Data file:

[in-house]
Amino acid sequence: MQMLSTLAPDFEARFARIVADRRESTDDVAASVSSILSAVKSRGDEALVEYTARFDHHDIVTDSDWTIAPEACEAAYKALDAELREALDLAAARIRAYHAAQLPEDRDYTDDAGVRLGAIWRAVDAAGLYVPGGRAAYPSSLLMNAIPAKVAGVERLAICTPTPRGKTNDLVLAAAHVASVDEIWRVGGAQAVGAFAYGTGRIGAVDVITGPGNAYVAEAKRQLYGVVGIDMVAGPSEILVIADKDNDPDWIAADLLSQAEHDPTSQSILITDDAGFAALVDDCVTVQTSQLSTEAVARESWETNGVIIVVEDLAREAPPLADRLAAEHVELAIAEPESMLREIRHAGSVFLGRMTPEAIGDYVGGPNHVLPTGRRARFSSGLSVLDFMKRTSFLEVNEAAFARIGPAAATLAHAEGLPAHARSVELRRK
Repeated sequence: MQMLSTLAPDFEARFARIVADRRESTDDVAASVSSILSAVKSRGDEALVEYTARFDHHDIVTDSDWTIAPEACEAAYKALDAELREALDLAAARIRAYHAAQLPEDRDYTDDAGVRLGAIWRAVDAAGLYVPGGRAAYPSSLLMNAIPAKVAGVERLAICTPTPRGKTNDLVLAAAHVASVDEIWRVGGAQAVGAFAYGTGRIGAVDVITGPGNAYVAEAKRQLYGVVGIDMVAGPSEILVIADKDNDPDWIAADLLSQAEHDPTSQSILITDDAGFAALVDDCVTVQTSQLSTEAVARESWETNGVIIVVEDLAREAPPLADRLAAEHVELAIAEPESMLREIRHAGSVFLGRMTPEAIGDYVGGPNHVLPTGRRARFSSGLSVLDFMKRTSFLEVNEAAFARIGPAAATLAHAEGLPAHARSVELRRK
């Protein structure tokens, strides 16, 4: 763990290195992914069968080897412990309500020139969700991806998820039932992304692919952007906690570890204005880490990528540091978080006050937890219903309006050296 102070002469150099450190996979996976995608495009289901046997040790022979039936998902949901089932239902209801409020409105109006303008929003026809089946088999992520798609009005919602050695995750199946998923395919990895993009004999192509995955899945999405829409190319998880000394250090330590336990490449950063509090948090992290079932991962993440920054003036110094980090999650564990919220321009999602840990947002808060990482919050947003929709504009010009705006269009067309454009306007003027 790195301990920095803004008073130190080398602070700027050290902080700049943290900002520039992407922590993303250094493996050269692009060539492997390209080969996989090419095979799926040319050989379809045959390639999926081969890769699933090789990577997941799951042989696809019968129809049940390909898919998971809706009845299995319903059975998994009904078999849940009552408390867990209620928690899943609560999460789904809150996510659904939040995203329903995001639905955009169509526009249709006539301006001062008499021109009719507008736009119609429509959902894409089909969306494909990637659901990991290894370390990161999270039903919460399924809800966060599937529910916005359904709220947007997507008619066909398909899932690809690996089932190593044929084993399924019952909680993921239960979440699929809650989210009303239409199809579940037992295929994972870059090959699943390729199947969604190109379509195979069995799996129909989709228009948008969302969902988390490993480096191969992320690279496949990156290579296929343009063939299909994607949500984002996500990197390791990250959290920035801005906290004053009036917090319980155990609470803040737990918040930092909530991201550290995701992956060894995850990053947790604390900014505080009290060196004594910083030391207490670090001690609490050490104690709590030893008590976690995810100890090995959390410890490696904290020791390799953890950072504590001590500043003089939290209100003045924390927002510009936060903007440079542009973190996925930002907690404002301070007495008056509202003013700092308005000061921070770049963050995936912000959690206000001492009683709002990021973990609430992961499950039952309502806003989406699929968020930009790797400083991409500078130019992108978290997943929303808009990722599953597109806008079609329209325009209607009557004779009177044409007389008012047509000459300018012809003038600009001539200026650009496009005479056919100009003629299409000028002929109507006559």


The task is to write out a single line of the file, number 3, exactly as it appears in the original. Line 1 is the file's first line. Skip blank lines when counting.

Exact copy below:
Repeated sequence: MQMLSTLAPDFEARFARIVADRRESTDDVAASVSSILSAVKSRGDEALVEYTARFDHHDIVTDSDWTIAPEACEAAYKALDAELREALDLAAARIRAYHAAQLPEDRDYTDDAGVRLGAIWRAVDAAGLYVPGGRAAYPSSLLMNAIPAKVAGVERLAICTPTPRGKTNDLVLAAAHVASVDEIWRVGGAQAVGAFAYGTGRIGAVDVITGPGNAYVAEAKRQLYGVVGIDMVAGPSEILVIADKDNDPDWIAADLLSQAEHDPTSQSILITDDAGFAALVDDCVTVQTSQLSTEAVARESWETNGVIIVVEDLAREAPPLADRLAAEHVELAIAEPESMLREIRHAGSVFLGRMTPEAIGDYVGGPNHVLPTGRRARFSSGLSVLDFMKRTSFLEVNEAAFARIGPAAATLAHAEGLPAHARSVELRRK